In the Pacific Islands of the Marianas, family names are not only valued, they are cherished. So many folks are not only known by their surname, but they go further to define a particular branch that they belong to, in order to be easily recognized by others. Ask any Chamorro you meet what family they belong to. Not only will they say their official surname, but they will likely follow it with “familian [you add the name]”. Most will be able to quickly reconcile what branch of the tree they belong to, among the many trees and branches that make up Guam’s rich genealogical records.
Take for example my family. I’m from the Aflague clan. Not much is known as to the origins of my surname, however, to differentiate my branch from another branch within my clan, they’ve identified my father’s branch to be from the Katson group, also known in Chamorro as “I familian Katson”. I was told that my branch name actually came from the Flores clan. I’m not sure how accurate that is. But it makes sense. My grandfather’s middle name is Flores. For those who may not know, my grandfather was the first goldsmith on Guam, back in the early years, who made hundreds if not thousands of pieces of jewelry for many old time Guam families. In fact, many knew the jewelry made by my grandfather as “I alahas Katson”, which means “Katson’s Jewelry”. I run into a few folks from time to time who have said that they still have a wedding ring, or bracelets made by my grandfather. I was not born when my grandfather was in the business of jewelry making, however, he took his passion as a goldsmith very seriously and made it a venture that allowed my family to prosper and enjoy the fruits of their labor. His daughter, Mariquita, eventually took the reigns of the business and furthered their efforts into the 70s in Guam. If any of you are reading this and still have any of his pieces, please let me know. I’d be interested in seeing some of his designs in picture. I know this is a long shot, but you never know what you are going to get, unless you ask.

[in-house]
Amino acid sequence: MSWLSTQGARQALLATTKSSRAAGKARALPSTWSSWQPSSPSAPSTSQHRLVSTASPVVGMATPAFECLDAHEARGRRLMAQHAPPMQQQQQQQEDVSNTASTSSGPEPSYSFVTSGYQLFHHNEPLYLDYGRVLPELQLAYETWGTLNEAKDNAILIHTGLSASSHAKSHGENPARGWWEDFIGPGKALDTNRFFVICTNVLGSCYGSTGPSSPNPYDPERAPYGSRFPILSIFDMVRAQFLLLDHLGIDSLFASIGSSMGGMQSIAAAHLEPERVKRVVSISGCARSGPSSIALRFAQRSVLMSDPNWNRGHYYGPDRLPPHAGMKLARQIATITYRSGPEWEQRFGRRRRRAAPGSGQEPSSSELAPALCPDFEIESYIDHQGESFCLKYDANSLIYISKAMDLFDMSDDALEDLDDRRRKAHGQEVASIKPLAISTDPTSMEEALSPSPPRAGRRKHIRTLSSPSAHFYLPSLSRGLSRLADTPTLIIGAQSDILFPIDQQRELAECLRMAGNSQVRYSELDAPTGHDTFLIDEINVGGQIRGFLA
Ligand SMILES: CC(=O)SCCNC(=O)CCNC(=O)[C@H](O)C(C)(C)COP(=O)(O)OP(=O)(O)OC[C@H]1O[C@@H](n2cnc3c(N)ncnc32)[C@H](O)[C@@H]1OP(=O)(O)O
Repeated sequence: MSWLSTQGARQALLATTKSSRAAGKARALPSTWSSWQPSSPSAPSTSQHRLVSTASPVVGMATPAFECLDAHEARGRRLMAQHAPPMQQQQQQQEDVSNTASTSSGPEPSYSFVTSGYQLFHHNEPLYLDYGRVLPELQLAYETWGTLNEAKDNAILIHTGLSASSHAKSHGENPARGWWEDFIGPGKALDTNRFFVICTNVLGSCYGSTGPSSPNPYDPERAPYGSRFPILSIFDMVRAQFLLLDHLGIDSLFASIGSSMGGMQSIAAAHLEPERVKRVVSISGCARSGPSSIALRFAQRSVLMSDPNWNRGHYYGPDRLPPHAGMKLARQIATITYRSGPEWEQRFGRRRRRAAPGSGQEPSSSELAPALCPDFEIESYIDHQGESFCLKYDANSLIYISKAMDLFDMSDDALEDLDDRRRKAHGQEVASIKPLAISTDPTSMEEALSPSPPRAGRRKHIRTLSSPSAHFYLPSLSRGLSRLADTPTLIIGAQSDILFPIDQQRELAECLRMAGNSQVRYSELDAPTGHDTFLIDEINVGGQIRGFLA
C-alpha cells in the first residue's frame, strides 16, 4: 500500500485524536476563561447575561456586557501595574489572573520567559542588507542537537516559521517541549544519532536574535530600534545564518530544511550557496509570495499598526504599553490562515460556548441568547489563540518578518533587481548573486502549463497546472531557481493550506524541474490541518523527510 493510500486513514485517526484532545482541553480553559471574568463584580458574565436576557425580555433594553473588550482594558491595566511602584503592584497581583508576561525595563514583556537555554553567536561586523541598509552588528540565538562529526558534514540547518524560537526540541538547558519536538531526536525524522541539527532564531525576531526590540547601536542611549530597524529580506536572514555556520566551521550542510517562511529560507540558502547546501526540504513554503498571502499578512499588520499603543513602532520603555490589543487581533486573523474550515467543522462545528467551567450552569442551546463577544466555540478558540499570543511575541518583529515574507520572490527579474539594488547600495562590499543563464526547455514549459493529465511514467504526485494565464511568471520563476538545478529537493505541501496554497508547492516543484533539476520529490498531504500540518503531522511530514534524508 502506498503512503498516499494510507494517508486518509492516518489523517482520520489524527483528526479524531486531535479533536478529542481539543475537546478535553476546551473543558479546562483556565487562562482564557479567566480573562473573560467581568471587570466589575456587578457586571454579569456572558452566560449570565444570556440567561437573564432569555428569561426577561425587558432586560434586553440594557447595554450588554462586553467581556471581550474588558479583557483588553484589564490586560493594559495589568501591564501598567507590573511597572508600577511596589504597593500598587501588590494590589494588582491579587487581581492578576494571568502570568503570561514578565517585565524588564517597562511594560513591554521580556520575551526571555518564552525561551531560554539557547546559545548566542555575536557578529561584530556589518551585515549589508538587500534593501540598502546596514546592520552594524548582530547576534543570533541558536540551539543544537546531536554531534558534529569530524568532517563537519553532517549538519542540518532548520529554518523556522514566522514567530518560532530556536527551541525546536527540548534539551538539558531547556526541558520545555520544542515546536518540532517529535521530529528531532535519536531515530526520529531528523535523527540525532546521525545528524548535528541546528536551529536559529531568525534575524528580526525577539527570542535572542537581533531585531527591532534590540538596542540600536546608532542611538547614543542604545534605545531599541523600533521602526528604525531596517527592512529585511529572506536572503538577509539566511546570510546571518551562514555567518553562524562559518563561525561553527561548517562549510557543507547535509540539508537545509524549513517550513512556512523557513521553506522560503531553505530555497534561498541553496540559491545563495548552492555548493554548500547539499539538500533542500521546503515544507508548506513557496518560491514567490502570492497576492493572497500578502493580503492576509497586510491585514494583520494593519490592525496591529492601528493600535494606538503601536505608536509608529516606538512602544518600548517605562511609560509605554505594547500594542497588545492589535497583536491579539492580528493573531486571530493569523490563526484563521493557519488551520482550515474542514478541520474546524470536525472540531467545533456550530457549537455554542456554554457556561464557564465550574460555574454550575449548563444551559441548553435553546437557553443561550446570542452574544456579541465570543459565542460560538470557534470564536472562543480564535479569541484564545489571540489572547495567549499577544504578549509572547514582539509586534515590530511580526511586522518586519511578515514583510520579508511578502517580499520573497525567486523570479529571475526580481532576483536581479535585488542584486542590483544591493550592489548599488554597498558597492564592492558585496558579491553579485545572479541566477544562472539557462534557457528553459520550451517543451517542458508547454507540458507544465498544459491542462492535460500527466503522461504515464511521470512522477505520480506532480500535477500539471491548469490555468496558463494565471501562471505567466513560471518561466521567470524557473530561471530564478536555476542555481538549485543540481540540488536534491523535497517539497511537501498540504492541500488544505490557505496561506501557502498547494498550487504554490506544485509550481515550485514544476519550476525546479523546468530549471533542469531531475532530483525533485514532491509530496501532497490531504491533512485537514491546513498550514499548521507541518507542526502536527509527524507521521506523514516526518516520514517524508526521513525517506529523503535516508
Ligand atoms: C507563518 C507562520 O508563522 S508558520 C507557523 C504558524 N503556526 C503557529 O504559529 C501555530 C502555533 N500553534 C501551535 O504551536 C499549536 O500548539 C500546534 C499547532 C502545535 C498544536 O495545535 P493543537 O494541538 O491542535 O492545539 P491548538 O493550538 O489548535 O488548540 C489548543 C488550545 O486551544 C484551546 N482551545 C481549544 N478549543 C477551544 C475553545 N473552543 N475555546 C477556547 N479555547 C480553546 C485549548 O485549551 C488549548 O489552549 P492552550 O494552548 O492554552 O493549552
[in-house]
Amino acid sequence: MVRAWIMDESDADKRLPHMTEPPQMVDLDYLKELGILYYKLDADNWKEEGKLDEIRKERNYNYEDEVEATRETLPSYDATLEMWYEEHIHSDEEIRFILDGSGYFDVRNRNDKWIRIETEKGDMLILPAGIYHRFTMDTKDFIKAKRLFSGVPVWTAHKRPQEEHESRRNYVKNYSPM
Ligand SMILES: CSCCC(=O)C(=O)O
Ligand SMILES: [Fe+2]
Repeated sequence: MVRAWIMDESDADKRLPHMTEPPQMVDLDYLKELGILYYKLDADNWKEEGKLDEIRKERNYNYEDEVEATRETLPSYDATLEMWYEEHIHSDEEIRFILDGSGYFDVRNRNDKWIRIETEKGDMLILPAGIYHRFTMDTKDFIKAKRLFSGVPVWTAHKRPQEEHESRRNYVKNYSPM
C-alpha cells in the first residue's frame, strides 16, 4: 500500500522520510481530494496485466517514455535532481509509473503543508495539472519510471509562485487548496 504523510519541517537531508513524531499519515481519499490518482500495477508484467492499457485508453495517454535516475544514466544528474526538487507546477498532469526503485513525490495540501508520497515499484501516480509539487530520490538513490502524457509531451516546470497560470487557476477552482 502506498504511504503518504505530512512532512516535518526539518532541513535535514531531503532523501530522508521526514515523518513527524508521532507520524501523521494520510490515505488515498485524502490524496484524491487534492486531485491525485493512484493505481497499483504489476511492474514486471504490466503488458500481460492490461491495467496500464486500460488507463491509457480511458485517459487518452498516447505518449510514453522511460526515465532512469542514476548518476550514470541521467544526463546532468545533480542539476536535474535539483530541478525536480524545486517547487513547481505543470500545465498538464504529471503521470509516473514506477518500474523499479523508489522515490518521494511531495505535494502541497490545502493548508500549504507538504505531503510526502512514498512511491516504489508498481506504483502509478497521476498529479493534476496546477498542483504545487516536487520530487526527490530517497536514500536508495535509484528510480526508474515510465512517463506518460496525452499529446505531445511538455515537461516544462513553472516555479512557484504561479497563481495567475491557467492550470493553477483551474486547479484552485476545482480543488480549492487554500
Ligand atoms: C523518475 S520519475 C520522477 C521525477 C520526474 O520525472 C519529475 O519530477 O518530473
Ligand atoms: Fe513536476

If the name Katson rings a bell in another way, its because my family are the long time entrepreneurs of Chorizos Chamorro. Going back to the 60s and 70s, my father’s brother, Vincente or “Ben”, went into the sausage making business with his sons. From there, his sons and others formed a sausage factory in front of the old Marks Department Store on the beach side of Anigua in the 70s. I distinctly remember their big delivery truck with the logo that had the “Katson’s Chorizos Chamorro”, with a cute picture of a cartoon pig face as their mascot. This business has now gone national after many decades, and is based out of California through a partnership with the Calvos in Guam. My first cousins and their nephews are now taking part in this venture.
So as can be seen, family names in Guam hold more value than most western cultures, as folks seem to dig deep to uncover the underlying connections that become less and less apparent as new generations of families develop. This unique aspect of our familial connections make for enjoyable conversations at parties and get-togethers with other families. If you don’t believe me, just observe at an upcoming Chamorro gathering and hear the initial conversations of strangers meeting up for the first time. I’ll bet that they will share these two pieces of information to form the basis of where they both came from.You’ll see them introducing themselves, telling each other what their last names are, followed by their family names. It’s intriguing to say the least. If anything, its an ice-breaker of sorts. Afterward the real conversations begin.
So as was mentioned, in the Pacific Islands, clan names, and family names hold a very special significance in the lives of our people. We use it to connect, to categorize, and to be identified more easily. Because of the value that I know Pacific Islanders put on their geneology, I’ve produced a few illustrations that can be customized with family and clan names.
This is an opportunity for folks to display not only a representation of where they come from in a colorful tropical theme, but also to be able to proudly showcase who they are as pacific islanders. These two elements come together to provide something unique, it is nothing short of a conversation piece. I envisioned these illustrations as a one-of-a-kind gifts to other families who would find this more than just beautiful. Set in an 18″x24″ frame, and hung in your home’s foyer or living room, it is a testament to who you are and where you come from.These pieces are Giclee illustrations that depicts the look of stained glass, however, they are printed on museum quality illustrated stock.
If you want to be one of the first ones to have your name customized on one of these one-of-a-kind unique stained glass design illustrations, or if you want to order one as a unique gift to someone special, click one of the images above for more ordering information. If anything, please leave a comment below. I’d be interested in what your perspectives are of the significance and value of family names in the Pacific Islands. Adios for now!